By Ed Yong of Nature magazine

Two teams of scientists, led by Ron Fouchier of Erasmus Medical Center in Rotterdam, the Netherlands, and Yoshihiro Kawaoka of the University of Wisconsin-Madison, have created mutant strains of H5N1 avian influenza. These laboratory strains could be passed between mammals more easily than wild strains of the virus.

News of the research sparked an intense debate about whether the two teams' work should be published in full to aid pandemic preparedness or redacted to prevent misuse by terrorists. A meeting convened by the World Health Organization two weeks ago in Geneva, Switzerland, concluded that the papers should be published in full, despite recommendations to the contrary from a U.S. government advisory board. Nature takes a look at the debate and the science.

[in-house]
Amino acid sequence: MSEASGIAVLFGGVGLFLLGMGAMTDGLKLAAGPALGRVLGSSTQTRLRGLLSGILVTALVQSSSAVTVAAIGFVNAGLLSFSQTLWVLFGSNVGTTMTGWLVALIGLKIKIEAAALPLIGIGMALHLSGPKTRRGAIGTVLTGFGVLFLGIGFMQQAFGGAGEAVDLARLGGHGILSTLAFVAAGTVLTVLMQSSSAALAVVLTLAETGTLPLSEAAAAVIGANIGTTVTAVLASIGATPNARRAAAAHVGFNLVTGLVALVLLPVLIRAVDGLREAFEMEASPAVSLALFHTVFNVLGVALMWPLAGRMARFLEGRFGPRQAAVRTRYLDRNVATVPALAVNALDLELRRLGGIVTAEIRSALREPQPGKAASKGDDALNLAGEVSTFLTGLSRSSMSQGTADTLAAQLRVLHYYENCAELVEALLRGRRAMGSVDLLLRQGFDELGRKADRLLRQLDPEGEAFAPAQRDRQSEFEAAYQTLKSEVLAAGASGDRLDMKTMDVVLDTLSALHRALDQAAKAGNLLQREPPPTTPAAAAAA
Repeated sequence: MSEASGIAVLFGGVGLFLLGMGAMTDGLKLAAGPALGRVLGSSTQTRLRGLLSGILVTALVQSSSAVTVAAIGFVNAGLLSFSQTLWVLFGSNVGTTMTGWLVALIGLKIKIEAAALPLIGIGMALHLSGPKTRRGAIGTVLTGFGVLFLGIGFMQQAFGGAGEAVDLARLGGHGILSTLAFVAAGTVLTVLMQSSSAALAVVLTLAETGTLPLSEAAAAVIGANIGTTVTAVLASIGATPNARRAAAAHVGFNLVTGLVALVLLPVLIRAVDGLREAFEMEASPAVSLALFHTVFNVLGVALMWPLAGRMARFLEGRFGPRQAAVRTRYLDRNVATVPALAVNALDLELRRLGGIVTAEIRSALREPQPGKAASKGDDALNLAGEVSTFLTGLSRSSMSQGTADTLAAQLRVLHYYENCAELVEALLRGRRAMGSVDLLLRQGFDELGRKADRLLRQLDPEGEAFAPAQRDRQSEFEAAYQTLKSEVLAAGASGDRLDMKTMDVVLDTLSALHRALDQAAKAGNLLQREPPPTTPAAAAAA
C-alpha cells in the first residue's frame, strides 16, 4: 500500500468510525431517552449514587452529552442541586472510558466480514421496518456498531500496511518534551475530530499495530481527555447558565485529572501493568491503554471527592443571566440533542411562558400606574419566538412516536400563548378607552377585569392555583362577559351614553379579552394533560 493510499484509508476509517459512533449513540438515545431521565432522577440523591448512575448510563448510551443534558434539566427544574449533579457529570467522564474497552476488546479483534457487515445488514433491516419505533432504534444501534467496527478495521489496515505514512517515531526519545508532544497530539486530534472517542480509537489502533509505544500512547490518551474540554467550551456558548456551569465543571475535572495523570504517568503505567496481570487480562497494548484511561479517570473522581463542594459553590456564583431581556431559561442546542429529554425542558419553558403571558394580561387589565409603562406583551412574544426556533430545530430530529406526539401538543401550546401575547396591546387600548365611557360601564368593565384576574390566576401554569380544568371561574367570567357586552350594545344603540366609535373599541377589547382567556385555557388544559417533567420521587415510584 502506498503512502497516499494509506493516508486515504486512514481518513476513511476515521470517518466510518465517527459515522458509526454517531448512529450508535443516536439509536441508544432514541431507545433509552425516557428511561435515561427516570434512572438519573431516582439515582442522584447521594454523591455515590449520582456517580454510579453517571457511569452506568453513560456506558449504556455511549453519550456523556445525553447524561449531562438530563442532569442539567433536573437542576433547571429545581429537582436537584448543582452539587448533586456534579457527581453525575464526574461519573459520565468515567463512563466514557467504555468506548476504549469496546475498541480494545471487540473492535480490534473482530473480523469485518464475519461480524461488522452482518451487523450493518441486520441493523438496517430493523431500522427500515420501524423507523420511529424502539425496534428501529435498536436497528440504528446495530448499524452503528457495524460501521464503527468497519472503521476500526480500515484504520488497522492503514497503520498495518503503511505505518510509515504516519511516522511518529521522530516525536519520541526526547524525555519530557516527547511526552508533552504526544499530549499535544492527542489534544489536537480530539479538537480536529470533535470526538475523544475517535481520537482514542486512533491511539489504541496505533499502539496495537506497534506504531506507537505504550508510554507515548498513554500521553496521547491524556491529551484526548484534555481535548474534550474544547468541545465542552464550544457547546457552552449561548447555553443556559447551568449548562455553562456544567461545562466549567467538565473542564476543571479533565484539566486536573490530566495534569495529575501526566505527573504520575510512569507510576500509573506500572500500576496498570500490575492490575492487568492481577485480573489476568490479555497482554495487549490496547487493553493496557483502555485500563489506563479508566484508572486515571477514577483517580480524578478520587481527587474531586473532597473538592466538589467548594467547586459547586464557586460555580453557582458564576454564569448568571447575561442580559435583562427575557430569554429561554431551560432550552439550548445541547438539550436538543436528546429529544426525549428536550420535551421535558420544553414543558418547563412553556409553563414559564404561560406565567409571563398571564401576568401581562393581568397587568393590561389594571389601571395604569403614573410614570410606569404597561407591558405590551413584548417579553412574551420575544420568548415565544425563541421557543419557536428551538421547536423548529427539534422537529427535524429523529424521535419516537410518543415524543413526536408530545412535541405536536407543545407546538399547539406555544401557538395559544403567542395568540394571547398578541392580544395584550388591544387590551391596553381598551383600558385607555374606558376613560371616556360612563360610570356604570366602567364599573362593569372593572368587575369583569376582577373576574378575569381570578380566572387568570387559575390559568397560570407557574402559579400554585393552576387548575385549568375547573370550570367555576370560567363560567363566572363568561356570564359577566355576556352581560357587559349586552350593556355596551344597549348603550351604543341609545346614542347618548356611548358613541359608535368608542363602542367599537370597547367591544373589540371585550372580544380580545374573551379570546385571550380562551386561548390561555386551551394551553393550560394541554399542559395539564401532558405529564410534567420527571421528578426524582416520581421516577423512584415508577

What is H5N1?

It is a subtype of the influenza A virus--the most virulent of the influenza viruses to affect humans. These viruses are classified according to the identity of two of their surface proteins--hemagglutinin (H5 in this subtype) and neuraminidase (N1). The subtype behind the 2009 "swine flu" pandemic is H1N1, which has the same version of neuraminidase as H5N1, but a different version of hemagglutinin. One particular strain of H5N1, called highly pathogenic avian influenza (HPAI), is responsible for the "bird flu" scares. It circulates regularly among birds and has jumped to humans on occasion.

How dangerous is H5N1?

Since 2003, the wild virus has infected around 600 people; 59 percent died. However, the true mortality rate will be lower because there are probably some milder, unrecorded infections of H5N1. Even so, it seems likely that this virus has a greater mortality rate than either ordinary seasonal flu or possibly the 1918 pandemic H1N1 strain.